"It is possible, sure they could, and it might make sense for the [FBI] to have some folks go in or [the National Archives] to do some searching," Zaid said. "The problem is where would they find anything? That's where we just don't have the ability to ask questions."
Akerman said such a proposal would typically be a nonstarter for defense attorneys.
"I never heard of a situation where the FBI goes in and just does a search because somebody self-reports," Akerman said. "Normally, even in a criminal case, what you normally do in the first instance, unless you have some reason to believe that somebody is lying to you or is going to destroy records or is doing something untoward as you had with the Trump situation -- you just give a grand jury subpoena."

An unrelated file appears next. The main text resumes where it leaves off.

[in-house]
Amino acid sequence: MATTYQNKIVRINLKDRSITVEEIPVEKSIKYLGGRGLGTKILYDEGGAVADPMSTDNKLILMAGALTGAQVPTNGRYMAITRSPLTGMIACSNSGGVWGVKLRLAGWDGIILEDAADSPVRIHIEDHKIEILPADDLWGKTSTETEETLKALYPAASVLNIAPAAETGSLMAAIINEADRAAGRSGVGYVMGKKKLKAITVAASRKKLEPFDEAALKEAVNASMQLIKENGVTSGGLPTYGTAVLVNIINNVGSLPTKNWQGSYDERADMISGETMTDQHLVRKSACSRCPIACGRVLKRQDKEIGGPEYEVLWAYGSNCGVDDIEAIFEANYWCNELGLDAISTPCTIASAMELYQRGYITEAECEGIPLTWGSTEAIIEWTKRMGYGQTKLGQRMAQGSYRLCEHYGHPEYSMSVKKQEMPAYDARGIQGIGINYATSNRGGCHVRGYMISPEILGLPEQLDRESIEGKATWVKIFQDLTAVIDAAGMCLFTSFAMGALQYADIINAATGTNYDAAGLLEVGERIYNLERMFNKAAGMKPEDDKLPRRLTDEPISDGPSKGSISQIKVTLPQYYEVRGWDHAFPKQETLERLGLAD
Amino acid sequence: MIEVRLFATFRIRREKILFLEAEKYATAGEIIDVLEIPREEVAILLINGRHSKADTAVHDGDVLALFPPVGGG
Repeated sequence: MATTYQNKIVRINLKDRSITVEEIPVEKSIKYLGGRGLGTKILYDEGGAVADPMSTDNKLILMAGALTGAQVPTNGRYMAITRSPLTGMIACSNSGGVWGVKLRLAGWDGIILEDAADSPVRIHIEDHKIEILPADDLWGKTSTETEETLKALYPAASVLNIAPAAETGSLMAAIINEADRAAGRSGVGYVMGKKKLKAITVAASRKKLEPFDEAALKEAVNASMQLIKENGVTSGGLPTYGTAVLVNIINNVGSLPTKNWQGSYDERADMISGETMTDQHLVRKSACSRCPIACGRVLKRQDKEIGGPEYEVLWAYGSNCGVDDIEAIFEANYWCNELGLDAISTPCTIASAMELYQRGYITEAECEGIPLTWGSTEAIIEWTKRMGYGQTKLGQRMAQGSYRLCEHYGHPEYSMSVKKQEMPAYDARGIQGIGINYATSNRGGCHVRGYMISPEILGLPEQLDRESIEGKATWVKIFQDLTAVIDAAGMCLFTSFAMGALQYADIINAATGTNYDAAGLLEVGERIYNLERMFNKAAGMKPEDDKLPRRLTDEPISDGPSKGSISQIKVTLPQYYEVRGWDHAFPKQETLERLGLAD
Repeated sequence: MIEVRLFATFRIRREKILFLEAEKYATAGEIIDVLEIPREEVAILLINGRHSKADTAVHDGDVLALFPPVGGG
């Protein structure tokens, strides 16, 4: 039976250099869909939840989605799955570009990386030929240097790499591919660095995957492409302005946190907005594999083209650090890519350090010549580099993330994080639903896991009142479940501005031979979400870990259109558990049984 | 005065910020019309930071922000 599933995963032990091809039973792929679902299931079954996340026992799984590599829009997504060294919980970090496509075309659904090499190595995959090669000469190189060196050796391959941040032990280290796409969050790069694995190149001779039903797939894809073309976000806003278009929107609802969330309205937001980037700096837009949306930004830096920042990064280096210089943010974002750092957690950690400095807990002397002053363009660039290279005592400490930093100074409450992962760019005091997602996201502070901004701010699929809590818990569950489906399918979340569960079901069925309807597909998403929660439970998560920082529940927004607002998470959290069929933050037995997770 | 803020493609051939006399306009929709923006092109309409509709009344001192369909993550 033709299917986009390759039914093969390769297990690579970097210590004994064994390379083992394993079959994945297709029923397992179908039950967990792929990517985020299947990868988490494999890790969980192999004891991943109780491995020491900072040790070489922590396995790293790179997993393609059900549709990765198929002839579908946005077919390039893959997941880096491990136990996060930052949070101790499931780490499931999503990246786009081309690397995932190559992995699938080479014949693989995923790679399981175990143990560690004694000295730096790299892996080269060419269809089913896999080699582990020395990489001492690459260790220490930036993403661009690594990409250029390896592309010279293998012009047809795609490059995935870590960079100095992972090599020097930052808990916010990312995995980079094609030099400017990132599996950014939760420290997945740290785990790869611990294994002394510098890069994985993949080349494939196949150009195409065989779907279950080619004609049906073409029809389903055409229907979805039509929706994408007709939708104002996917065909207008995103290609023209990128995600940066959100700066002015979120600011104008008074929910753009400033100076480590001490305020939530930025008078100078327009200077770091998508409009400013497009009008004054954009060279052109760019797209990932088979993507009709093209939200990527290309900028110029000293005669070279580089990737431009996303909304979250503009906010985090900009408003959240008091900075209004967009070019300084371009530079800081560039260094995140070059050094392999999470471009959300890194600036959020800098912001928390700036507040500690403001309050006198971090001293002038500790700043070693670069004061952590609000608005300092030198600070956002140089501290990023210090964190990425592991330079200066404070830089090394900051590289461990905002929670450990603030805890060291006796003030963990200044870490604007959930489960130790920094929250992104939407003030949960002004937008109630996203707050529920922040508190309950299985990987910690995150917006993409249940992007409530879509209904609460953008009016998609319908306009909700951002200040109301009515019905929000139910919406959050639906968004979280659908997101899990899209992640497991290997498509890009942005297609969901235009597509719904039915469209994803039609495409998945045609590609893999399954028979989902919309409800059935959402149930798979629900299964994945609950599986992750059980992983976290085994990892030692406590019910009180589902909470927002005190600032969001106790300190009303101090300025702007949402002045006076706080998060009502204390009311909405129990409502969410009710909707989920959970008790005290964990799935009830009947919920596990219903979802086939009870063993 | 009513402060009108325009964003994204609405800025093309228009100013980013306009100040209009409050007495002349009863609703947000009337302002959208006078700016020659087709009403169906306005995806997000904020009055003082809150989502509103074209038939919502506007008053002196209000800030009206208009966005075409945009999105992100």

And the idea of a voluntary search would also not likely have great value to prosecutors, Akerman said.
"If somebody knows ahead of time, what's the point if they're really going to hide something?" he said. "They would have moved it off premises or gone somewhere else with it. The whole idea of the search warrant is to catch somebody by surprise because you've got probable cause that a crime was committed and evidence of the crime exists in that location."
In the case of Mar-a-Lago, prosecutors identified three such crimes they believed they'd find evidence of: obstruction of justice, the Espionage Act and unauthorized possession or concealment of government documents. They laid out -- after months of investigation and witness interviews -- the evidence, which a judge agreed with, that they said would likely be present in Mar-a-Lago and even in specific areas of the club.